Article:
This week Sky News reported that there has been a 30% increase in vehicle theft in the last 3 years as gangs learn how to bypass modern vehicle security systems.
A Freedom of Information request showed that a total of 65,783 vehicles were reported stolen to 40 police forces in England and Wales in 2013, but by 2016 it had risen to 85,688. Some of the vehicles affected were vans and small lorries.
Vans are an easy target. Not only is there the actual value of the van, but also the value of anything in the van.
For anybody with a commercial vehicle van security should be a top priority.
Here are some Freightlink top tips on how to improve your van’s security and stay one step ahead of the criminals.
If you’re a thief, being disturbed is the last thing you want to happen. We recommend that your van is parked in a well-lit area. It’s also worth looking around for areas covered by CCTV. Even if your vehicle is not fully in view, you can check the coming and goings of people in the area.
You might park your van at work or at home. You can improve security and safety by adding security lights, lockable gates or even bollards.
You can also set some CCTV systems to stream video directly to your computer or even an app on your phone. Notifications can be triggered when the system detects movement.
If you are in the market for a new van, most now come fitted with an alarm and immobiliser as standard. This is considered the basic minimum and these systems should be Thatcham Category 2 approved. Whilst that is only the entry level of protection, you should also consider more advanced electronic alarm systems or even a GPS vehicle tracking device.
GPS trackers can massively improve the chances of recovering your vehicle if it's stolen. Some insurance firms could potentially give you a lower insurance premium when fitted to your van. The more advanced tracking systems use multiple systems to locate a missing vehicle. These systems all talk to each other to inform the police about any vehicles that are stolen.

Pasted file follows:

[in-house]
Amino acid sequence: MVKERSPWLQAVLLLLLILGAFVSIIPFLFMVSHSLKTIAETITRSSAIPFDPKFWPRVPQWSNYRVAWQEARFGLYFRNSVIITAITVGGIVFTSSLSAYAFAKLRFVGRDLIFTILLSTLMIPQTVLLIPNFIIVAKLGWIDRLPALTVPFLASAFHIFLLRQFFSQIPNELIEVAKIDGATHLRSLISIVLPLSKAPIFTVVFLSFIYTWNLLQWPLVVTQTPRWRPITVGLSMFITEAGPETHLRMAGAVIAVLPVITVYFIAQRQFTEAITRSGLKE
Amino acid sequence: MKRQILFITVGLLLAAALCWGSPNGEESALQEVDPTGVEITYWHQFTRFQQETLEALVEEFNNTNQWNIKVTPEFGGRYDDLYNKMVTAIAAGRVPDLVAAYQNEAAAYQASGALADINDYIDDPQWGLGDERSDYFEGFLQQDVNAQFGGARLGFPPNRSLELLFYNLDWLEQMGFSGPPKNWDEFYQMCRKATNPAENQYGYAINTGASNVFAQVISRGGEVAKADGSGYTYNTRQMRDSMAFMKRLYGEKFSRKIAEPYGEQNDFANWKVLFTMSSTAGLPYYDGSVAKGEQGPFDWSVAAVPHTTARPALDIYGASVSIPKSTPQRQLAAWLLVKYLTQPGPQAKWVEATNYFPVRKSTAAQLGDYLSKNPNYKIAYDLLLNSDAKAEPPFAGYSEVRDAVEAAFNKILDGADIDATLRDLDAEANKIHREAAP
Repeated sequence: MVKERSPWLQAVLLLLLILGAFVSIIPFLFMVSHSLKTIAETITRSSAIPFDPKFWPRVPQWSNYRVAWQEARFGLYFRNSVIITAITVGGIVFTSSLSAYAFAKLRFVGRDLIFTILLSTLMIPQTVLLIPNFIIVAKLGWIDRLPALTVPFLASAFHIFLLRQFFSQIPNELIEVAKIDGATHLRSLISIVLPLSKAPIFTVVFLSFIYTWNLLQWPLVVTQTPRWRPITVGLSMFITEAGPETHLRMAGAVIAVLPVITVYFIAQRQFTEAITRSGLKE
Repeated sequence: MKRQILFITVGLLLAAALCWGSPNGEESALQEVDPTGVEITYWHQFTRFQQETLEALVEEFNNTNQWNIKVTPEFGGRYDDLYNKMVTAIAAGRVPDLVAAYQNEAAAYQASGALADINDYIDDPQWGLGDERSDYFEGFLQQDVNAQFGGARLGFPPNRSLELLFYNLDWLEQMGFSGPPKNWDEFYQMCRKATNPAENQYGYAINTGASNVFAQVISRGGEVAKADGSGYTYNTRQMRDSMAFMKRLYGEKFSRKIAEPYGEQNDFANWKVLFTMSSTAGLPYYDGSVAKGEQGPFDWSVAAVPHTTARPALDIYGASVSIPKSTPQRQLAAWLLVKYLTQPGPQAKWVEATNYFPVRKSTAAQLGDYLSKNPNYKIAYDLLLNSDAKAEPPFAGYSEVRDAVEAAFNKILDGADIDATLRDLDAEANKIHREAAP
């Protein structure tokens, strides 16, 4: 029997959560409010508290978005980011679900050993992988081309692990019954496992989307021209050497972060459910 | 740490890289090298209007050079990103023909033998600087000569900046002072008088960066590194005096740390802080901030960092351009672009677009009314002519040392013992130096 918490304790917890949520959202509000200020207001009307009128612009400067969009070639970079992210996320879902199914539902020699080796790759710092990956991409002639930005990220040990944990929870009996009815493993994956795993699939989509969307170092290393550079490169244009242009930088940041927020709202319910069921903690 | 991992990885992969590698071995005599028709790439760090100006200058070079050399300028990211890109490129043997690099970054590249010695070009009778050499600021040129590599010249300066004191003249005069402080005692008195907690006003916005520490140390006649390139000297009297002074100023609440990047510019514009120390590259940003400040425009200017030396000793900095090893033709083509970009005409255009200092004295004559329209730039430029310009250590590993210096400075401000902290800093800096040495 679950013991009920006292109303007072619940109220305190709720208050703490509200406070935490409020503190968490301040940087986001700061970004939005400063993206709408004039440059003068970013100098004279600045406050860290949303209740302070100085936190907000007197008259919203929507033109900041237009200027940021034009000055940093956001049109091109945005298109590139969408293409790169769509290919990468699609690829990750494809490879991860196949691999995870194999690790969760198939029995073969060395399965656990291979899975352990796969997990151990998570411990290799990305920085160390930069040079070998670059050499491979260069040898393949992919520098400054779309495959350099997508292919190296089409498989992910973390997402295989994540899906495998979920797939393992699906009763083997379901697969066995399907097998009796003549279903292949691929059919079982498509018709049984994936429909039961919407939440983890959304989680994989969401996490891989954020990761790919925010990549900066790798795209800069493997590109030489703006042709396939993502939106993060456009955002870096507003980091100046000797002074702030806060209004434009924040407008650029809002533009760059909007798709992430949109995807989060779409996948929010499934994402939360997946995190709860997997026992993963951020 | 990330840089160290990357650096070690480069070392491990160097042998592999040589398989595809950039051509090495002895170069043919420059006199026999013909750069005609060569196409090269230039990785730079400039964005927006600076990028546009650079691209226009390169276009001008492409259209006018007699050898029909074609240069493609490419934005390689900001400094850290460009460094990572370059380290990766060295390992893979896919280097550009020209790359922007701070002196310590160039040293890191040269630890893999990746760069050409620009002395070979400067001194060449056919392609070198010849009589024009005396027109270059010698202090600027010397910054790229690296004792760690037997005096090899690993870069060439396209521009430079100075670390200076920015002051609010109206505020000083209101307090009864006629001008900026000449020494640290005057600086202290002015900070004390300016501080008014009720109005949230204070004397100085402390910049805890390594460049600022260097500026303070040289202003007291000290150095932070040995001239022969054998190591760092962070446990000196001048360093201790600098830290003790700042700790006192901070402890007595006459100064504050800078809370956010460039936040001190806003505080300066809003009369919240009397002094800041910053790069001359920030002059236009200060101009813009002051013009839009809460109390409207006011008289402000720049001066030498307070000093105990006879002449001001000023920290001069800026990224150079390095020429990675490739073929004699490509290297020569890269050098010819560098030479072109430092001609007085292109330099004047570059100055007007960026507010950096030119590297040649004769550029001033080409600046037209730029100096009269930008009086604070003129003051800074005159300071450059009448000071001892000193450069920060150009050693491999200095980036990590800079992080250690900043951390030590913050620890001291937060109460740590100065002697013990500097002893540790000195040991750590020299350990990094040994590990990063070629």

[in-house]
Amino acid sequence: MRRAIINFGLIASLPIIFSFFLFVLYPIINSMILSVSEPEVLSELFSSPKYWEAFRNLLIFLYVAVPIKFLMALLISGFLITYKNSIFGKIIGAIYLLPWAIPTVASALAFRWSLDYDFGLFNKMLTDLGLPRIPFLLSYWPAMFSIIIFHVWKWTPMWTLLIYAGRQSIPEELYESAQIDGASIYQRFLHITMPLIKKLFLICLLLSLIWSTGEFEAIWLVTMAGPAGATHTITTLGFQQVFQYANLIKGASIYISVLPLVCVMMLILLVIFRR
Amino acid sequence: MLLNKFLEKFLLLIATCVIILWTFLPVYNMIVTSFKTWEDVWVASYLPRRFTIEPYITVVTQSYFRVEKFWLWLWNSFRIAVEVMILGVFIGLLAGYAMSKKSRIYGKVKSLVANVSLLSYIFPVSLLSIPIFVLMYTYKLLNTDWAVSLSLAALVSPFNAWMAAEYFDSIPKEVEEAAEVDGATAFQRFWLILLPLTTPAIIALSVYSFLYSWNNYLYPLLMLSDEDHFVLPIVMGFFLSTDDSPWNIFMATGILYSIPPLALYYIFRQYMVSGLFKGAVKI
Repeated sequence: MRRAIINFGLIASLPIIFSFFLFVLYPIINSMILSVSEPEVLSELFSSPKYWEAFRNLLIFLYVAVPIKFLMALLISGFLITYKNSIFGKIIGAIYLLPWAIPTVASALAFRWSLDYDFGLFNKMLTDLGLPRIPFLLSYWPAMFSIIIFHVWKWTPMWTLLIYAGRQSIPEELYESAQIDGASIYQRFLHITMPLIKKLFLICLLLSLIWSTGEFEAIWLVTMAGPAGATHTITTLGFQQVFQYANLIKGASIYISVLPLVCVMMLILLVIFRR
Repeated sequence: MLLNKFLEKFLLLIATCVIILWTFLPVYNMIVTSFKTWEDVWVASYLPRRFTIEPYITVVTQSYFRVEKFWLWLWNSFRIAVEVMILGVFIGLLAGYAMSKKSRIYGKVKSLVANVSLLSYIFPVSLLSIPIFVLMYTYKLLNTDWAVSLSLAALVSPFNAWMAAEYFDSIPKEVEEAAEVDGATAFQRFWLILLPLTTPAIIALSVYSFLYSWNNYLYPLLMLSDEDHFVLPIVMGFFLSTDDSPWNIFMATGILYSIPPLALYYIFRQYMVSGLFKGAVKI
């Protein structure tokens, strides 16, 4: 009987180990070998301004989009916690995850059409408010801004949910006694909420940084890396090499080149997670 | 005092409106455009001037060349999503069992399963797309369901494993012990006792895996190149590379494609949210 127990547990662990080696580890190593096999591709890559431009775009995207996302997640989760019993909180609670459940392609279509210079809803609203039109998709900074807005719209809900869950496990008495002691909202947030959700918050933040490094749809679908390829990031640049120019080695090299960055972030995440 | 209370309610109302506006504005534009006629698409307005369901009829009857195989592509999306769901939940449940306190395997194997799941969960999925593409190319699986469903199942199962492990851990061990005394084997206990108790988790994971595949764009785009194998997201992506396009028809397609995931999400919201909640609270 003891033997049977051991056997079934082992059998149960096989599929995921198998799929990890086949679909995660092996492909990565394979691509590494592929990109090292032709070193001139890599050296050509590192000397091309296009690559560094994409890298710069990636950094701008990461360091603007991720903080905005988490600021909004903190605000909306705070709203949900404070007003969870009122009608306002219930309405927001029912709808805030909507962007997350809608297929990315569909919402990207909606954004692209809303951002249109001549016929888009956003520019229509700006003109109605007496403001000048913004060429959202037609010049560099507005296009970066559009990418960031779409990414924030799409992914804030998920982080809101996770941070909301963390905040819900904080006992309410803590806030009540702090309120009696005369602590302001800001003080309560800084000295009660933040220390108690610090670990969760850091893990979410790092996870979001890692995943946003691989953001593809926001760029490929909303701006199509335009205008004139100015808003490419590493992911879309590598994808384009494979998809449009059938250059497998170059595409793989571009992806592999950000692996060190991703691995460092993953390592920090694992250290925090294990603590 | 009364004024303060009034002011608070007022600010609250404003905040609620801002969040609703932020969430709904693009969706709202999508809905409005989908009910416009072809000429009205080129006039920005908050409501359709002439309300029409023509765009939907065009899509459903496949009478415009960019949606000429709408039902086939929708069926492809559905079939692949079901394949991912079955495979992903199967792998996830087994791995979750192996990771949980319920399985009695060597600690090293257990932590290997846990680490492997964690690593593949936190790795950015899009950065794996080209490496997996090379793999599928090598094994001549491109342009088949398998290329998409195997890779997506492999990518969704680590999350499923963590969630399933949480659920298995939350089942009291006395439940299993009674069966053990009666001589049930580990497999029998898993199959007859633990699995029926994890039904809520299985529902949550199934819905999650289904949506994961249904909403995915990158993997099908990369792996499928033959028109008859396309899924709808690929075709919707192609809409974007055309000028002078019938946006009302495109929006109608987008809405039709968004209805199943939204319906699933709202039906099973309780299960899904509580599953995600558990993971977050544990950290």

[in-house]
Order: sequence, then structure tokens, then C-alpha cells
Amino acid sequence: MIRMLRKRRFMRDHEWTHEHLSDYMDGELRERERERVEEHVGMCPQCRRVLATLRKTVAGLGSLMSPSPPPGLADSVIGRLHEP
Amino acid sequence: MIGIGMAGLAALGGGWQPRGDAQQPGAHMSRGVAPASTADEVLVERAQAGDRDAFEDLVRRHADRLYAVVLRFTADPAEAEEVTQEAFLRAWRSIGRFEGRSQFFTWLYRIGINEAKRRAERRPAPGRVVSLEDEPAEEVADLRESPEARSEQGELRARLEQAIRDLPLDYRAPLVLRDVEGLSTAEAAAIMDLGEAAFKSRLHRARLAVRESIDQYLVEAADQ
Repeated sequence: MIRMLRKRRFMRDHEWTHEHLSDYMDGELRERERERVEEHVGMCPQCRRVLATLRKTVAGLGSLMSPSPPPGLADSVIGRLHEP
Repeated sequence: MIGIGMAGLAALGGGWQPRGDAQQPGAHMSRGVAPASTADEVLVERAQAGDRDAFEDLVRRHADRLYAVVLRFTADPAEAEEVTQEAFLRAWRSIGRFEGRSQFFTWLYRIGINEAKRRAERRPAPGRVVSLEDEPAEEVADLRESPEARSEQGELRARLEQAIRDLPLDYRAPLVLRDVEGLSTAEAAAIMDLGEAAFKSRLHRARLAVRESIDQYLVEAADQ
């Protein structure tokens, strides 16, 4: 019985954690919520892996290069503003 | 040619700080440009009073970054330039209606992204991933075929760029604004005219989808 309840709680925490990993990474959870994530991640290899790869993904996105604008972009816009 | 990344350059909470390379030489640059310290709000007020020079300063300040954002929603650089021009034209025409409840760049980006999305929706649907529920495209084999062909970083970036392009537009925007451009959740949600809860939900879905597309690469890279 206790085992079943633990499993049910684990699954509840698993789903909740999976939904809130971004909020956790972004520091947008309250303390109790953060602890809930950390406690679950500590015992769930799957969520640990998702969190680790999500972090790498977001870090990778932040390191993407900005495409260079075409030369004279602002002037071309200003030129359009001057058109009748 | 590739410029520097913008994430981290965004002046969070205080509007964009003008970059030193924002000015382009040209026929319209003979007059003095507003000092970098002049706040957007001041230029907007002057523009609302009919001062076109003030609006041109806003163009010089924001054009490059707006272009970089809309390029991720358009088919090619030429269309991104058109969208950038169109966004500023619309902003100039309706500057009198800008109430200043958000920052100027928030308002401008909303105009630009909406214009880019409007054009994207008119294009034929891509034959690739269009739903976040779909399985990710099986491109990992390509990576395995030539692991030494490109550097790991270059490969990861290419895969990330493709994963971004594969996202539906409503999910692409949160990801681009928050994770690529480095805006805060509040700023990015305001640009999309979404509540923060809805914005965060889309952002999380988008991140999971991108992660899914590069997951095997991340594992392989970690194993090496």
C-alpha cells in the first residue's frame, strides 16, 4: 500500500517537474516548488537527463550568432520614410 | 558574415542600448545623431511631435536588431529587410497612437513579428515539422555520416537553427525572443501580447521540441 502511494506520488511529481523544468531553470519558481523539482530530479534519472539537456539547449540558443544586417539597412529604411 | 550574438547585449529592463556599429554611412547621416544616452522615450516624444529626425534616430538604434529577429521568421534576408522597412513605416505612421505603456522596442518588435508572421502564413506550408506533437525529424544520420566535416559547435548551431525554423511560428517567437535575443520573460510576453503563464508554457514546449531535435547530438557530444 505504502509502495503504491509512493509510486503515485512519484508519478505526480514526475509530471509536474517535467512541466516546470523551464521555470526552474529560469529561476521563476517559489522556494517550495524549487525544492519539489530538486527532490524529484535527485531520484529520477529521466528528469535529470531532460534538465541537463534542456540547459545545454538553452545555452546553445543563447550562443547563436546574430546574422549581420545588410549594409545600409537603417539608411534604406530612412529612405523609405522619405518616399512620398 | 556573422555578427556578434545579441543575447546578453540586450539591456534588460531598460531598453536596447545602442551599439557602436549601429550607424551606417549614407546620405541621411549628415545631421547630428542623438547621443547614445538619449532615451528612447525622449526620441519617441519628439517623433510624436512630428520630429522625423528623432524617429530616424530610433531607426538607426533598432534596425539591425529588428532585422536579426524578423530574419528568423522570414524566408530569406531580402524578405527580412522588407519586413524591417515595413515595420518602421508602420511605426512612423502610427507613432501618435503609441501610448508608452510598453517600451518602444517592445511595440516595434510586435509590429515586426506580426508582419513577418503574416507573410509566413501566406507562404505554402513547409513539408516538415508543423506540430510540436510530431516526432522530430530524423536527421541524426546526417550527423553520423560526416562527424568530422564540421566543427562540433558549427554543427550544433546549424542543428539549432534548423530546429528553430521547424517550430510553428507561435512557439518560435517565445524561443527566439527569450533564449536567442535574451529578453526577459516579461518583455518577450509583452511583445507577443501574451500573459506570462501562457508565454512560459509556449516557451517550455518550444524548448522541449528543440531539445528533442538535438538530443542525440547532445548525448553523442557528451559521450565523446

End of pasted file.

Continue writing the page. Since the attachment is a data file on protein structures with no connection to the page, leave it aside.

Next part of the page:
It might sound obvious but one of the simplest ways to avoid anything being nicked from your van is to not leave anything there overnight in the first place. If you can take all of your goods out of your van when you’re leaving it, all the better. Also, don’t forget to remove your other devices such as sat-navs, smart phones, iPads or laptops. You might be tempted to leave some of these devices under a seat or in the glove compartment out of sight, but you would be making it easy for any would-be crooks.
If you’re a fleet manager, the security of your fleet is only as good as the weakest link. You need to ensure everyone is singing off the same hymn sheet when it comes to van security. It’s pointless spending money and time in getting the latest van security technology in place if other people using a van do not follow the correct procedures. If other drivers are using your van, make sure they take the same precautions that you would.
Locks are all well and good, but only if you actually use them. Again we are stating the obvious here, but remember to lock your van when you’re leaving it. Even if you are just nipping into a butty shop for your dinner, or a garage to pay for fuel. Opportunist thieves are everywhere and they don’t need to be asked twice.
Don’t be distracted by sales talk, glossy brochures and fancy vehicle options. Security features need to be a priority.
Most new vans now offer a good range of security features, but pay attention and check the van you're looking at has the right kit as standard. If you need to add extras, consider specifying an alarm, immobiliser and deadlocks for all the doors.
Have a serious think about whether you want glazed rear doors. They are ideal for visibility, but they can be a risk to security as they allow anyone to see inside the vehicle. Opting for a mesh grille or a solid bulkhead between the cab and load area is another way of protecting your van's cargo as everything remains out of sight.
Some vans come with a single rear door as standard. Ask yourself, do you really need to load and unload from both sides of your van before ticking the option of the second side door.
It’s important to protect the contents of your van, but there are parts of your actual van that are also valuable to thieves. Precious metals within catalytic converters are attractive to thieves. This kind of theft is on the rise.
Vans and high-riding pick-up trucks are particularly vulnerable to attack because their added ground clearance means the catalytic converter is easier to get to. Thankfully, there are firms that offer anti-theft devices for converters. It’s well worth having one installed on your van.
All in all what you’re doing is looking to protect your investment in the best possible way and as securely as possible. Most security measures are common sense, but if anything happens to your van then you will need to go through the rigmarole of an insurance claim to get your van back on the road as quickly as possible.